It’s not right to dance on a grave, but with SESIS we’ll make an exception.
In 2011, the Bloomberg administration rolled out the Special Education Student Information System without talking to the educators who would use it. The former mayor’s lawyers and consultants decided they knew the best way to serve the 200,000 students with disabilities in New York City public schools. They claimed their new online data system, which required educators to enter all the information, would result in better coordination of services and higher Medicaid reimbursements.
What educators got instead was a system that malfunctioned on a massive scale. SESIS was unable to handle the amount of traffic it received and was plagued with breakdowns, error messages, disappearing data and other technical glitches. The city lost hundreds of millions of dollars in Medicaid reimbursements because of the flawed system.
The UFT asked members to document their problems with SESIS, which paved the way for a landmark ruling in 2013 by an arbitrator who ordered the DOE to compensate 30,000 SESIS users for time spent outside their regular work hours based on the system’s own tracking of their time logged into SESIS. When the DOE failed to fix the problems, the UFT pursued a second arbitration case and won a $33 million settlement for 37,000 members in 2017. In all, thanks to the union’s advocacy on behalf of its members, the DOE had to pay out more than $73 million to UFT members for off-hours SESIS work.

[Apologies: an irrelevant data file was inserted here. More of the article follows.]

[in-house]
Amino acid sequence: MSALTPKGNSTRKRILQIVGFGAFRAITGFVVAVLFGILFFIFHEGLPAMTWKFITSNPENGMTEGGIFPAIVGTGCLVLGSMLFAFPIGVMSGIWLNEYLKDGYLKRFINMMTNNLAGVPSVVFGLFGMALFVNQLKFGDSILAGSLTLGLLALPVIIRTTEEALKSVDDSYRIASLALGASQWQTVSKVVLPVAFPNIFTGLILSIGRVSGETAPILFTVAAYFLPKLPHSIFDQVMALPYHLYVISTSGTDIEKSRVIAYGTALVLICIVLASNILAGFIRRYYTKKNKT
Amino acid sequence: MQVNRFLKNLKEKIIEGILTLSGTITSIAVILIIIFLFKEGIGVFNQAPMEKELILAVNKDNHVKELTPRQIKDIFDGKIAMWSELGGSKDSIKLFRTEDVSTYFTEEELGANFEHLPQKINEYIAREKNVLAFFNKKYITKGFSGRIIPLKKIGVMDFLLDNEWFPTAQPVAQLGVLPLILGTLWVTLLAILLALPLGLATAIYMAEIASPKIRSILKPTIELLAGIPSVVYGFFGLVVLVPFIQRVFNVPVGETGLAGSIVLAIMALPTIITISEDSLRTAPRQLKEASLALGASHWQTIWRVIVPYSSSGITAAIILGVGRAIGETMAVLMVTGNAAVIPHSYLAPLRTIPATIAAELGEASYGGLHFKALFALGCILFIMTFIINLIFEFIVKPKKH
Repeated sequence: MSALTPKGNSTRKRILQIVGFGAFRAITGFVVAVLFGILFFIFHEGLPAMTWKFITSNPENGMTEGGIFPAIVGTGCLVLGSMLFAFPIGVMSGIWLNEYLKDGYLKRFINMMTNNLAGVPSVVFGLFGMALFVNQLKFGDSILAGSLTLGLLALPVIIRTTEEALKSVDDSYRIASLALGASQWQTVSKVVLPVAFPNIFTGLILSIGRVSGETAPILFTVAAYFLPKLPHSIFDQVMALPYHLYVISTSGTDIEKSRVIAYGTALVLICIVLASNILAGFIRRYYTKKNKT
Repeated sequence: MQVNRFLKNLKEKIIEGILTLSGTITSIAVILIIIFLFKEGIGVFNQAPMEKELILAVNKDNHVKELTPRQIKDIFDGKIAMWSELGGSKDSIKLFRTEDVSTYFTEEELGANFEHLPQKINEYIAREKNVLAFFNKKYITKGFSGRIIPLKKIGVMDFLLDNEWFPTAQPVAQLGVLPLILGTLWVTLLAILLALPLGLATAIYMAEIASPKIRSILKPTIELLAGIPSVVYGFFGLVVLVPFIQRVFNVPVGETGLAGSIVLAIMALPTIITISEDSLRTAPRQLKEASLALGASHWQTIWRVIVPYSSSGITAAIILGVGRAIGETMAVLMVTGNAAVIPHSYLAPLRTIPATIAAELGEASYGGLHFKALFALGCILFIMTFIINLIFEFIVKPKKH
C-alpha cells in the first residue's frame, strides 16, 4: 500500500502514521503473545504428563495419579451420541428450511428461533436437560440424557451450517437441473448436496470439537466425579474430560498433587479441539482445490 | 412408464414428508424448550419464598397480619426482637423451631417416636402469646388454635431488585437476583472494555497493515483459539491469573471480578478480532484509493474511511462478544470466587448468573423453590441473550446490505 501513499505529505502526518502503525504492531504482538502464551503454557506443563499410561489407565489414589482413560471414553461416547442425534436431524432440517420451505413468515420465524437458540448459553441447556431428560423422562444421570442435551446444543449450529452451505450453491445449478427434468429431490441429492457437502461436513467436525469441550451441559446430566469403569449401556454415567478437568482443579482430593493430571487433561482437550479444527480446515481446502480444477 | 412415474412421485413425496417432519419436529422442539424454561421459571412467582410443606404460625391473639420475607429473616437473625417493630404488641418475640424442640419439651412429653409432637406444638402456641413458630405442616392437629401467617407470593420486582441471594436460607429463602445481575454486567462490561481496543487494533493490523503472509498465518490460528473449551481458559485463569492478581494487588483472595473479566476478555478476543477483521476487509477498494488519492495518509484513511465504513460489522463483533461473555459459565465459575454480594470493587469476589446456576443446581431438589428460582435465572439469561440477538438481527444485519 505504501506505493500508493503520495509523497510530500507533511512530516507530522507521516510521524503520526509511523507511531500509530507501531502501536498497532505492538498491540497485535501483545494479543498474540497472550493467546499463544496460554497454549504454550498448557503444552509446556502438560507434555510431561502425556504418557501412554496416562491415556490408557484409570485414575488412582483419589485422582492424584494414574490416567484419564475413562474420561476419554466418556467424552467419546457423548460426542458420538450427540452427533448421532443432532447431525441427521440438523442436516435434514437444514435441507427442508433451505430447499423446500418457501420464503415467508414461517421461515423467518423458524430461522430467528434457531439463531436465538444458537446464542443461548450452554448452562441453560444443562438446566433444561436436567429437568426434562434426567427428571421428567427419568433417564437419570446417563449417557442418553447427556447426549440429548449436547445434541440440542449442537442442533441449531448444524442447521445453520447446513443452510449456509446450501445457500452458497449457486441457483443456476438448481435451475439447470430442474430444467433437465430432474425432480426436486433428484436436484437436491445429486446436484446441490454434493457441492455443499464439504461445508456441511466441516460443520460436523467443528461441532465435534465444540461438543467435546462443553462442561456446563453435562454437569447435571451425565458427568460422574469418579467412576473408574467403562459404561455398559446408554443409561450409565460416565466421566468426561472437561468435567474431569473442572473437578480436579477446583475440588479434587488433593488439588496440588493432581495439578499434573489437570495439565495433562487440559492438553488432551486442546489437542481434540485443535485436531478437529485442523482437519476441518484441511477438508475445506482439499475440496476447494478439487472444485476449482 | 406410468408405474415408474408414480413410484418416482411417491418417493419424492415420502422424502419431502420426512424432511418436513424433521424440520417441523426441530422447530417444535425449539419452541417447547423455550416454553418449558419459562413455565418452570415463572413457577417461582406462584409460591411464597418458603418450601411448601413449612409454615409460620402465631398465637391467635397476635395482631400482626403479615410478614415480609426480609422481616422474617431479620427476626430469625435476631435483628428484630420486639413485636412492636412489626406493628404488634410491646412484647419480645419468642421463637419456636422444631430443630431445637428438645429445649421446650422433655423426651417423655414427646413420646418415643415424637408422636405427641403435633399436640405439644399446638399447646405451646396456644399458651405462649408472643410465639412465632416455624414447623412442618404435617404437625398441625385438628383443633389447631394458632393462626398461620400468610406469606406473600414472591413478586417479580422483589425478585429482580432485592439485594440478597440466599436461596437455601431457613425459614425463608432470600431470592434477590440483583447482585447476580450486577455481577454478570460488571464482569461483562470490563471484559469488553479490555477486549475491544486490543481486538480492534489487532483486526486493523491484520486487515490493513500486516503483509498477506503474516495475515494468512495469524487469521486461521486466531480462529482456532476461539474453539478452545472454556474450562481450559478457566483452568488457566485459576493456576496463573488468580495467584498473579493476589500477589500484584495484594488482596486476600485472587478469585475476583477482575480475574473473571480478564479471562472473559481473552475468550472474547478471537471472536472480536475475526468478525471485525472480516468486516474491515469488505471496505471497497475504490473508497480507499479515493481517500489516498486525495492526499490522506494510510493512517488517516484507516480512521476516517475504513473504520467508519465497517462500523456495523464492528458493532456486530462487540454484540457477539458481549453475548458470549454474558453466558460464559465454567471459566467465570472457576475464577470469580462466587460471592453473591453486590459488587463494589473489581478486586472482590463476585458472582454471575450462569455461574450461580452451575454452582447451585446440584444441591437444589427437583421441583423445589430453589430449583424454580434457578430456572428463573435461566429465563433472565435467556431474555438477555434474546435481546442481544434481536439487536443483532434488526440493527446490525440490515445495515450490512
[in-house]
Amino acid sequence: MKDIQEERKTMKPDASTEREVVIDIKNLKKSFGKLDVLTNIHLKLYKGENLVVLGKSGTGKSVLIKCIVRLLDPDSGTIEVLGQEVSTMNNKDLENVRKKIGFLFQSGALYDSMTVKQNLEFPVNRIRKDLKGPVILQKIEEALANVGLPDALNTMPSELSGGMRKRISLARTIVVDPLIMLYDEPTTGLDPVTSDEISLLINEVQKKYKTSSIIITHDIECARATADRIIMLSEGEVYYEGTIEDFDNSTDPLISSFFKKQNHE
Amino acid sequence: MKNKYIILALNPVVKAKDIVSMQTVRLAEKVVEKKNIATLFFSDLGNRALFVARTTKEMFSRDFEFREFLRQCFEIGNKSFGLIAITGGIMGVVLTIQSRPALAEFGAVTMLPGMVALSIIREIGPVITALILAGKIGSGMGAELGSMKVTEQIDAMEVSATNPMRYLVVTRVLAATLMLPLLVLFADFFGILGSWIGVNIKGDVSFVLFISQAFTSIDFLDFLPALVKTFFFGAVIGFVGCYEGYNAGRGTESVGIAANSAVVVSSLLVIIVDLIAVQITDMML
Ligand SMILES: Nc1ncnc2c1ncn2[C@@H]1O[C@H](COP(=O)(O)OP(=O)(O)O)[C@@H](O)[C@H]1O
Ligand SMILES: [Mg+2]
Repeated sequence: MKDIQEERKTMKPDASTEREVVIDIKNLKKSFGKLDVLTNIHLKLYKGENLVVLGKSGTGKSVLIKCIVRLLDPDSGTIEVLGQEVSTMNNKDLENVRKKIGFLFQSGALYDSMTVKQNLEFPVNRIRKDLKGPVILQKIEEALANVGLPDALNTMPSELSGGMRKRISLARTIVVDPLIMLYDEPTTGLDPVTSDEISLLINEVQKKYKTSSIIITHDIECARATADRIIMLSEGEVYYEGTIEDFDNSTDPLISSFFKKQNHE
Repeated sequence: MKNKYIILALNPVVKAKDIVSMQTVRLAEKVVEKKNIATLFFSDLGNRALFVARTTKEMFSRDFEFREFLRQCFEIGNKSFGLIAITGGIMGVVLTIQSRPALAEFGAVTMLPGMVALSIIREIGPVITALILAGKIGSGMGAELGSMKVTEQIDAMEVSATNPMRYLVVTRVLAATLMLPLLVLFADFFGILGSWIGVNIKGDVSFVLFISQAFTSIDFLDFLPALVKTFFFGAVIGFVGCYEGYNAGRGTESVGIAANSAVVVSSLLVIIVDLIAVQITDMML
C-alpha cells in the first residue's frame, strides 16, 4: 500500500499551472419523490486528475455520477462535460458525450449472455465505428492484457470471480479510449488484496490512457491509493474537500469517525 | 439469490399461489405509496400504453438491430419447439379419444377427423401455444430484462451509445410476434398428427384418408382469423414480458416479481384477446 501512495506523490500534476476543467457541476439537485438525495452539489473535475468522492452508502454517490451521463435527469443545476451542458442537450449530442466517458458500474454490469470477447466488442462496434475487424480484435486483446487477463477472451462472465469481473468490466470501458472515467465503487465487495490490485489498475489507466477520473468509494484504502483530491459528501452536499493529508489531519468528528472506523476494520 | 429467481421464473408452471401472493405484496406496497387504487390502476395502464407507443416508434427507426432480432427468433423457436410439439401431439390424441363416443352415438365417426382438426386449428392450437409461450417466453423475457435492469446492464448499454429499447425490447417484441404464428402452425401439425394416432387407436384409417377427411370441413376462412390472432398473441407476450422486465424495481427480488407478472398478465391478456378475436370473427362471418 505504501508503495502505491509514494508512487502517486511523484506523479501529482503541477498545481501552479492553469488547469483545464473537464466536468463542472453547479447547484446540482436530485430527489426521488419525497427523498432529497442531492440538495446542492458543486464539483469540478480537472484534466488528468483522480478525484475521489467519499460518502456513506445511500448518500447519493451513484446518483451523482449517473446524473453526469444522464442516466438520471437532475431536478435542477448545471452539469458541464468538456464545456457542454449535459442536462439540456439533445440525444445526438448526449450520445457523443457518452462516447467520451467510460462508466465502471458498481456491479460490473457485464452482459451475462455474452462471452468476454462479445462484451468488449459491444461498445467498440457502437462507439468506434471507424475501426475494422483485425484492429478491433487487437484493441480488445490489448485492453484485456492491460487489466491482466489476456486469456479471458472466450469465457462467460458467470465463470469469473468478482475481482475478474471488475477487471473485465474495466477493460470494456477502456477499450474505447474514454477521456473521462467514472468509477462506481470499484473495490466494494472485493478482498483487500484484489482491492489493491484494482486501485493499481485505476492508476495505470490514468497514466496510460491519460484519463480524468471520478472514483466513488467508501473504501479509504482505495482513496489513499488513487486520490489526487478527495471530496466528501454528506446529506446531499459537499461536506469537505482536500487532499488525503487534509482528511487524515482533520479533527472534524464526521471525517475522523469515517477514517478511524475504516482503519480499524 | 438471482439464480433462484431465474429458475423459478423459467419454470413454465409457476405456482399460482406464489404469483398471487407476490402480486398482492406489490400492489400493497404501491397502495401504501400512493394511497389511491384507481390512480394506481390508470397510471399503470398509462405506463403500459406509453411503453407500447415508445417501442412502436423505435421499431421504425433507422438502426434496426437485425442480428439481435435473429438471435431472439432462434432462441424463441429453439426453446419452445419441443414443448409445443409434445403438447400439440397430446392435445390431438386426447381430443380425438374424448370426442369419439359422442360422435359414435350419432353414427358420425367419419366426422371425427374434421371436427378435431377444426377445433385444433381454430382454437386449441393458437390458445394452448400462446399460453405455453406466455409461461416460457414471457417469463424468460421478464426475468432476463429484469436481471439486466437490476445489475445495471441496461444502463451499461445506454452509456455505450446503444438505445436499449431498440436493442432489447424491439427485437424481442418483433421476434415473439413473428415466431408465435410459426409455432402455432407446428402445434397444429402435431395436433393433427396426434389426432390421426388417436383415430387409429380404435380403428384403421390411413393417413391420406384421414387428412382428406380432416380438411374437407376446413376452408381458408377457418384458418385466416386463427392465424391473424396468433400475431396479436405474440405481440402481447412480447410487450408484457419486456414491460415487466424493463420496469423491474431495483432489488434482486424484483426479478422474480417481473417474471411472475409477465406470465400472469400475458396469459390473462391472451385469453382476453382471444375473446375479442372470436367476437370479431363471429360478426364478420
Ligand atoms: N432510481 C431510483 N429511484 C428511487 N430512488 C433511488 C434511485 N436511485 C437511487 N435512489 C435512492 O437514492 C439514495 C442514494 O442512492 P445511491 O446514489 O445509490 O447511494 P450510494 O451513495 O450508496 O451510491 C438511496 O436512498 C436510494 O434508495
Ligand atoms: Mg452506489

While no one is mourning the death of SESIS, UFT members have legitimate concerns about what will replace it. Will special education teachers, assessment professionals and related service providers have appropriate input this time? Will the city learn from similar systems that seem to work in school districts elsewhere?
All good questions the DOE should answer as it phases out SESIS.
As the saying goes, “Thank you, next.”